In spite of the EKKM not being the owner of the Põhja pst. 35 building, we have managed, in the course of more than 13 years of activities, with an insufficient budget and immense motivation, to undeniably maintain and improve the state of the building and the exhibition spaces. The issues brought forth by the audit come as no surprise to us, as we are well aware of the general conditions our venue is in. Still, it remains unclear how the issues stated in the audit could be employed as grounds for the termination of the lease. We have already begun to work towards finding solutions to these issues and have started to negotiate for a new lease agreement in order to be able to re-open to the general public by the beginning of the next exhibition season at the latest. [..] 

We do hope that what is happening is neither the beginning of EKKM’s disappearance nor an appearance of general disbelief in critical and experimental culture. We will be sure to keep you up to date with all further developments, while counting on your support!”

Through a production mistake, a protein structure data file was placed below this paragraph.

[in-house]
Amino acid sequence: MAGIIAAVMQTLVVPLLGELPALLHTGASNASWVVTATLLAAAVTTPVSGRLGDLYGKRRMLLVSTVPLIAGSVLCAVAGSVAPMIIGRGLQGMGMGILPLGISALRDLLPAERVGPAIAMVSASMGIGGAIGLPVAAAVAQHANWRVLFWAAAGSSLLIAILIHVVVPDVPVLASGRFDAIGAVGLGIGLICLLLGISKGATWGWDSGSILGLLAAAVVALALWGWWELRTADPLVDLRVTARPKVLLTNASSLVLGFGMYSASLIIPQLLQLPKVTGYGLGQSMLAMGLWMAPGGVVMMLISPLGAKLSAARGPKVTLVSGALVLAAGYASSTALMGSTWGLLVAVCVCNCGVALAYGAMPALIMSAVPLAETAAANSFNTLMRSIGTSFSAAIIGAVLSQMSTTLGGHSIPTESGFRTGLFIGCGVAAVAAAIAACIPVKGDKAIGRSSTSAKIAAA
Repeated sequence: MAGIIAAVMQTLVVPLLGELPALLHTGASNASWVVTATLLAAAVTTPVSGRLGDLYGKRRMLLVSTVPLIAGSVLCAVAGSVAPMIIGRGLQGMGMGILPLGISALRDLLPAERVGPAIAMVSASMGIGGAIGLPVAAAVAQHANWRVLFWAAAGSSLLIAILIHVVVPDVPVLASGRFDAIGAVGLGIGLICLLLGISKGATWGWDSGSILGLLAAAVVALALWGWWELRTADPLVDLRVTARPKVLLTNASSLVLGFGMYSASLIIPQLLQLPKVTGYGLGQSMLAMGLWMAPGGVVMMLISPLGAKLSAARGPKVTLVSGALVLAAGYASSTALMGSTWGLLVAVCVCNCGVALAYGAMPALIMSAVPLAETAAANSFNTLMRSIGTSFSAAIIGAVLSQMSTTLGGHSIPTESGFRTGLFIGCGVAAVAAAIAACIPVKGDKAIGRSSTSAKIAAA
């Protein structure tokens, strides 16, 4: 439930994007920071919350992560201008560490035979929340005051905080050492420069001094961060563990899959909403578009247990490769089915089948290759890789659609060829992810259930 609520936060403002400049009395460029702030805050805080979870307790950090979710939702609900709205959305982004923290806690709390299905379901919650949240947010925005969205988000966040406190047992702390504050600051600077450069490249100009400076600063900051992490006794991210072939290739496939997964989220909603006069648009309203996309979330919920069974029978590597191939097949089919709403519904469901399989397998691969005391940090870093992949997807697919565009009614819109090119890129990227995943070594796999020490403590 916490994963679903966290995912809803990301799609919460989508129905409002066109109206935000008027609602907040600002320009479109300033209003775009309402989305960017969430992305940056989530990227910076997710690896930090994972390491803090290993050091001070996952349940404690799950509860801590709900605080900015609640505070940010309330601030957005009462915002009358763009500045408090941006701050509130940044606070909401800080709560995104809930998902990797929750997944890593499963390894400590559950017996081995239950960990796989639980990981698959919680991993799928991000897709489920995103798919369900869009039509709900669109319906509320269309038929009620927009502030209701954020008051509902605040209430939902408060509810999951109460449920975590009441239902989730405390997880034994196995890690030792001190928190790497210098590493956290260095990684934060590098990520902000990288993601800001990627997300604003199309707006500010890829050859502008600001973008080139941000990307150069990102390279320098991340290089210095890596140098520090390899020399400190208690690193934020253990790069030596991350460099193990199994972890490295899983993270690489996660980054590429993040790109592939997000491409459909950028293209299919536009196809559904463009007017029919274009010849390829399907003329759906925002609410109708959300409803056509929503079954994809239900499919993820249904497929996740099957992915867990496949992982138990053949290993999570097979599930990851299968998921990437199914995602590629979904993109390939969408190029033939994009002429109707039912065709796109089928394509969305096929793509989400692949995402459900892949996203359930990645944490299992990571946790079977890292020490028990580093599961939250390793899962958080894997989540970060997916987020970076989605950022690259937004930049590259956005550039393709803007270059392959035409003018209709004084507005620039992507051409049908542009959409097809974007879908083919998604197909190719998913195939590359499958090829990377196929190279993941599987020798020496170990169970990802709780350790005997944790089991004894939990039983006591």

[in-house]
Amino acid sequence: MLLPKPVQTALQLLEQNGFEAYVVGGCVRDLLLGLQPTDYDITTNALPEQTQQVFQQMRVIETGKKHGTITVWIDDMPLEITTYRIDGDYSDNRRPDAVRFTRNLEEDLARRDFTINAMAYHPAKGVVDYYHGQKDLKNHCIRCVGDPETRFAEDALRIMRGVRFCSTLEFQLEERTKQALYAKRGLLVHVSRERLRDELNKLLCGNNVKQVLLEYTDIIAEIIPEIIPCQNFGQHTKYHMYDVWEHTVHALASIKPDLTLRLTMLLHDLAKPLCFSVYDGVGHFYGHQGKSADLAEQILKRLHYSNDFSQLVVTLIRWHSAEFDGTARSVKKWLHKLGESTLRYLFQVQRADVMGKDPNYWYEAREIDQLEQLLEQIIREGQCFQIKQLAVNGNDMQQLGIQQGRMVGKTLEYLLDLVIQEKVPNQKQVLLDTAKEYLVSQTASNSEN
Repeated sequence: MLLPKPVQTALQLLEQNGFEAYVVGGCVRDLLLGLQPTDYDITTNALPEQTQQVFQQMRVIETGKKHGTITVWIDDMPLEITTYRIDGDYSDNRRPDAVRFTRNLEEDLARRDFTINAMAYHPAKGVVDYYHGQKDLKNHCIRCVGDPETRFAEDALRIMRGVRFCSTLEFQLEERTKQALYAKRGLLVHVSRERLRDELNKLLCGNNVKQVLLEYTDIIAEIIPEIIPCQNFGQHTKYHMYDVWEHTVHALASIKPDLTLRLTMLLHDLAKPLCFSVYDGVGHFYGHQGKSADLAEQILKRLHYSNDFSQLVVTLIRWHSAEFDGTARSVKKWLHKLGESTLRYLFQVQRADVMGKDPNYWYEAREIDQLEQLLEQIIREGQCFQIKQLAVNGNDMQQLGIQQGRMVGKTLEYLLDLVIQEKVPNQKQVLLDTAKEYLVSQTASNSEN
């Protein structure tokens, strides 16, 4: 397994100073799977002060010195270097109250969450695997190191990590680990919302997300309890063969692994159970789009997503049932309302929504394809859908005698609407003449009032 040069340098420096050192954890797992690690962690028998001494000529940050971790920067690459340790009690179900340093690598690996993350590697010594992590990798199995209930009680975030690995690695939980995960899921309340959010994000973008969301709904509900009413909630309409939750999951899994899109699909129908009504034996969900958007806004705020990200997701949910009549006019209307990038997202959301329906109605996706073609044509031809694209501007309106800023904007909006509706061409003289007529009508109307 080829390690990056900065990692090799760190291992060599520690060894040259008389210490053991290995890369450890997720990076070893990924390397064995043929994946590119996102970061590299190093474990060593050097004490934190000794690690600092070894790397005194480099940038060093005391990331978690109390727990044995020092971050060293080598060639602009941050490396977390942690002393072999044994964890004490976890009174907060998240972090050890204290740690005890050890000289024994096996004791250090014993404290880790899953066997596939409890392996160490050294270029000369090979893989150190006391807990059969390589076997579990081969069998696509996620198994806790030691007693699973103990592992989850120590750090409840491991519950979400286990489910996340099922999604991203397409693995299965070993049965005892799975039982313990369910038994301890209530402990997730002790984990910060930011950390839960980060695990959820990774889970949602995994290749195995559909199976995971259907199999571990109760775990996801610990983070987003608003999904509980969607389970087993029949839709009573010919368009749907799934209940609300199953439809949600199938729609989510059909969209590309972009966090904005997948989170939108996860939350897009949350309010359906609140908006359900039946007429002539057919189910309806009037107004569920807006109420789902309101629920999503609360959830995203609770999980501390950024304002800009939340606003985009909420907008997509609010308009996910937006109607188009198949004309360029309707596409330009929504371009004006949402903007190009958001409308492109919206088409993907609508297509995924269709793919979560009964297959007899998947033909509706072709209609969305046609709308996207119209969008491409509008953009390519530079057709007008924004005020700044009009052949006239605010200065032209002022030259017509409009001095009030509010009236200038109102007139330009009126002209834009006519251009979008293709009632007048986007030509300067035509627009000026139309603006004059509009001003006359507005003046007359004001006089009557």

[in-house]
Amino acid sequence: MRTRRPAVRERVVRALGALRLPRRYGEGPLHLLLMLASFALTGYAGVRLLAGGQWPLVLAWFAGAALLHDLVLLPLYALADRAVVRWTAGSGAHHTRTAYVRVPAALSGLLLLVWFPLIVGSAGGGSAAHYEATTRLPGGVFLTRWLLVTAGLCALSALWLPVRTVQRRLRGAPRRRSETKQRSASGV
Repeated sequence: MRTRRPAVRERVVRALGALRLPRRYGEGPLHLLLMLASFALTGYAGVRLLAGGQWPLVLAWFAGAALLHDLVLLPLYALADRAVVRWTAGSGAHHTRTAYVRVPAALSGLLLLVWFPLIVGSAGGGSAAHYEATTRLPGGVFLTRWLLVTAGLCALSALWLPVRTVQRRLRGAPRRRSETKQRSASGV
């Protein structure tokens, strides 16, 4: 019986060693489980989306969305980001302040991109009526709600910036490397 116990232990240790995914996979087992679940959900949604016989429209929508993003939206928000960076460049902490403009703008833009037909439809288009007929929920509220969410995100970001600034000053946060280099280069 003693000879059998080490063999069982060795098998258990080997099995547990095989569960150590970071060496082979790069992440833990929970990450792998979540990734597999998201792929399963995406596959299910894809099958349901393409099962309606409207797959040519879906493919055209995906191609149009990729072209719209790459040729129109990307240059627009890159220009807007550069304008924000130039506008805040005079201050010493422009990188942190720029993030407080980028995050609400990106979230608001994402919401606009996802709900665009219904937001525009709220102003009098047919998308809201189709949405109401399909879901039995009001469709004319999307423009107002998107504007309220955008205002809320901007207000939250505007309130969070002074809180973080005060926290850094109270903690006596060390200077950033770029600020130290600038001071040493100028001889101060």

Emancipating Woman in Estonian and Finnish Art
6 December 2019 till 26 April 2020

From 6 December 2019 till 26 April 2020, the third exhibition of the “Art Museum of Estonia 100” programme will be on view at KUMU exhibition spaces.

The large-scale exhibition “Emancipating Woman in Estonian and Finnish Art” focuses on the changes in women’s self-awareness and social position that started in the early 19th century, and that are reflected in the work of female artists and in the way women are depicted. The exhibition will be organised in collaboration with the Ateneum Art Museum and will present comparative Estonian and Finnish art from the mid-19th century to the mid-20th century.
The curators of the show are Anu Allas and Tiina Abel.